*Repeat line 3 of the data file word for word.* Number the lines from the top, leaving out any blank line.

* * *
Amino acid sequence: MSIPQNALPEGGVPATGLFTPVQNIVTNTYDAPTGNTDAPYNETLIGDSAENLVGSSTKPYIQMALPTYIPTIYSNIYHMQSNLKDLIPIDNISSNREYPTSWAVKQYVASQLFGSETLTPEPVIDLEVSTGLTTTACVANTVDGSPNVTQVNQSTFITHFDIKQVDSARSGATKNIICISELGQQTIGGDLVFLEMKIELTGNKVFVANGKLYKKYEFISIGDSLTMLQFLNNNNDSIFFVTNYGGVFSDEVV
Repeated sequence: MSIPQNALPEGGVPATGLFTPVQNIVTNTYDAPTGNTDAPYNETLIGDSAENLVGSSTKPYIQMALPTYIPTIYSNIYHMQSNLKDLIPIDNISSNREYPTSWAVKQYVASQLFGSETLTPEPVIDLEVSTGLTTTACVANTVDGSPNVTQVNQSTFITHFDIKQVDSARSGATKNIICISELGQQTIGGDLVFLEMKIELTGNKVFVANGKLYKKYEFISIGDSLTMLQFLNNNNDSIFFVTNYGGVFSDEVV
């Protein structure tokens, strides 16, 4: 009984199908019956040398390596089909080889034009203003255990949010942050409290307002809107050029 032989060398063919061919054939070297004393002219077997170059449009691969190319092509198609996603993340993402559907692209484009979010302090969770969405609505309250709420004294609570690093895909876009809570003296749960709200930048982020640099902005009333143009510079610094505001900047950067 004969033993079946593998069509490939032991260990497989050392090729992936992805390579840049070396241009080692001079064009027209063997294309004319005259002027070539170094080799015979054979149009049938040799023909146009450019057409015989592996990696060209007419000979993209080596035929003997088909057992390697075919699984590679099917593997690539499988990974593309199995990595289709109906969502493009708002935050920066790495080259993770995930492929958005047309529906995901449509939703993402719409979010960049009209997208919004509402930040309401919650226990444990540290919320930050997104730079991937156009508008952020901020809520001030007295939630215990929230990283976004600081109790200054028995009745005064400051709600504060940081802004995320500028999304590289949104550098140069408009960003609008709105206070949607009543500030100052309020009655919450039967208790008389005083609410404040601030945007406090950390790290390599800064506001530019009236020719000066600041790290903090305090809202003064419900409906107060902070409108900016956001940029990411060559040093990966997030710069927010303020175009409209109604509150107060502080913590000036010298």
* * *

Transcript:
């Protein structure tokens, strides 16, 4: 009984199908019956040398390596089909080889034009203003255990949010942050409290307002809107050029 032989060398063919061919054939070297004393002219077997170059449009691969190319092509198609996603993340993402559907692209484009979010302090969770969405609505309250709420004294609570690093895909876009809570003296749960709200930048982020640099902005009333143009510079610094505001900047950067 004969033993079946593998069509490939032991260990497989050392090729992936992805390579840049070396241009080692001079064009027209063997294309004319005259002027070539170094080799015979054979149009049938040799023909146009450019057409015989592996990696060209007419000979993209080596035929003997088909057992390697075919699984590679099917593997690539499988990974593309199995990595289709109906969502493009708002935050920066790495080259993770995930492929958005047309529906995901449509939703993402719409979010960049009209997208919004509402930040309401919650226990444990540290919320930050997104730079991937156009508008952020901020809520001030007295939630215990929230990283976004600081109790200054028995009745005064400051709600504060940081802004995320500028999304590289949104550098140069408009960003609008709105206070949607009543500030100052309020009655919450039967208790008389005083609410404040601030945007406090950390790290390599800064506001530019009236020719000066600041790290903090305090809202003064419900409906107060902070409108900016956001940029990411060559040093990966997030710069927010303020175009409209109604509150107060502080913590000036010298």